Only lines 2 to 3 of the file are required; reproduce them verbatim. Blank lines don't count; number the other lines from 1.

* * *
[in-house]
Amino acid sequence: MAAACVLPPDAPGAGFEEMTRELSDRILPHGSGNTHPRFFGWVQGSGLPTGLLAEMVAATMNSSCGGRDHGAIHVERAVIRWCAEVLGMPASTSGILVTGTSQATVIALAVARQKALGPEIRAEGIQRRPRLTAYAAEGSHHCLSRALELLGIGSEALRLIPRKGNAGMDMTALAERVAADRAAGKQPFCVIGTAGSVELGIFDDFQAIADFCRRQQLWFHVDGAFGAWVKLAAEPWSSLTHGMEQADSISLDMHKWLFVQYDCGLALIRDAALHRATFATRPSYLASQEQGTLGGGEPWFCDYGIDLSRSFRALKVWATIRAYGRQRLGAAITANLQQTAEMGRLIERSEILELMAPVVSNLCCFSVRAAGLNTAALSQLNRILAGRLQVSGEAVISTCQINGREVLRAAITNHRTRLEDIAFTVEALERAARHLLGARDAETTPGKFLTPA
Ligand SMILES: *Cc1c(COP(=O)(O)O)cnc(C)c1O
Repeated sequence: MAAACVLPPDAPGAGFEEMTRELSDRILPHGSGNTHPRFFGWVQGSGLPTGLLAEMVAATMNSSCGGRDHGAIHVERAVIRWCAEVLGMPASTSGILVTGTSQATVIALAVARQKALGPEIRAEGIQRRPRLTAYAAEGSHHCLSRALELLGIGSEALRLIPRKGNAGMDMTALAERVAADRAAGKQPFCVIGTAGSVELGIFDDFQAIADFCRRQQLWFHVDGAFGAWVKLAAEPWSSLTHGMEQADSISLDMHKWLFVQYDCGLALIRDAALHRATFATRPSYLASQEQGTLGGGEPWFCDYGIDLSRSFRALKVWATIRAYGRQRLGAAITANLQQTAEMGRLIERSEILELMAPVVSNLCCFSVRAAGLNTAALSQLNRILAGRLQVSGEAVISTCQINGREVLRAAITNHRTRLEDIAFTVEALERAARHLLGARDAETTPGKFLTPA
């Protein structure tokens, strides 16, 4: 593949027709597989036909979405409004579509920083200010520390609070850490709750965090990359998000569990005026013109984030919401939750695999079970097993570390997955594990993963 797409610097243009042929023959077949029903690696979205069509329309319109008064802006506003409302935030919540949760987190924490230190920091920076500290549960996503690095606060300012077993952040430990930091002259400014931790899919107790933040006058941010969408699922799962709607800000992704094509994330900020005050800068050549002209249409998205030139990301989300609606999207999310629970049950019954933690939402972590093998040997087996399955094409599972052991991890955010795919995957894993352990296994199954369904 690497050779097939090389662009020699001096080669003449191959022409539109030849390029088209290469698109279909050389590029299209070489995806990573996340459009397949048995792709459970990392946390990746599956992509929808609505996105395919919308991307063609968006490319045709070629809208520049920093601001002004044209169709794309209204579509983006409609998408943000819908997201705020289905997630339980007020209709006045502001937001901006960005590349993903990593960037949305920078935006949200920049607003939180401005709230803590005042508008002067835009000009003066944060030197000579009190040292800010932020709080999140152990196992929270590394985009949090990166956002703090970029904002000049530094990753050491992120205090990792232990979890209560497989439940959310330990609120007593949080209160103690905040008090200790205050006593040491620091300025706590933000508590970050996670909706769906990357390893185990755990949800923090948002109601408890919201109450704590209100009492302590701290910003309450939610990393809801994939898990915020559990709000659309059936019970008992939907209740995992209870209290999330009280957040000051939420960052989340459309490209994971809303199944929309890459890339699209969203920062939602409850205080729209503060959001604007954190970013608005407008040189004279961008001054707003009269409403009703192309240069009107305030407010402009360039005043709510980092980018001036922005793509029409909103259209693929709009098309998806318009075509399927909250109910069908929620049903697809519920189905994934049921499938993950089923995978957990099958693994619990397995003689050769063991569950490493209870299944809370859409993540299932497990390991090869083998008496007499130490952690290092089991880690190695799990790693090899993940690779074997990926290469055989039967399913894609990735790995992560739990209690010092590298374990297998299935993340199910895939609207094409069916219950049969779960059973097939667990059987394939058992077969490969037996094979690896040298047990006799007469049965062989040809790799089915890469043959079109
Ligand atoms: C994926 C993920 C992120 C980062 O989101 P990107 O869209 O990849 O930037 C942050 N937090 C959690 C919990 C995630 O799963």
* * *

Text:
Amino acid sequence: MAAACVLPPDAPGAGFEEMTRELSDRILPHGSGNTHPRFFGWVQGSGLPTGLLAEMVAATMNSSCGGRDHGAIHVERAVIRWCAEVLGMPASTSGILVTGTSQATVIALAVARQKALGPEIRAEGIQRRPRLTAYAAEGSHHCLSRALELLGIGSEALRLIPRKGNAGMDMTALAERVAADRAAGKQPFCVIGTAGSVELGIFDDFQAIADFCRRQQLWFHVDGAFGAWVKLAAEPWSSLTHGMEQADSISLDMHKWLFVQYDCGLALIRDAALHRATFATRPSYLASQEQGTLGGGEPWFCDYGIDLSRSFRALKVWATIRAYGRQRLGAAITANLQQTAEMGRLIERSEILELMAPVVSNLCCFSVRAAGLNTAALSQLNRILAGRLQVSGEAVISTCQINGREVLRAAITNHRTRLEDIAFTVEALERAARHLLGARDAETTPGKFLTPA
Ligand SMILES: *Cc1c(COP(=O)(O)O)cnc(C)c1O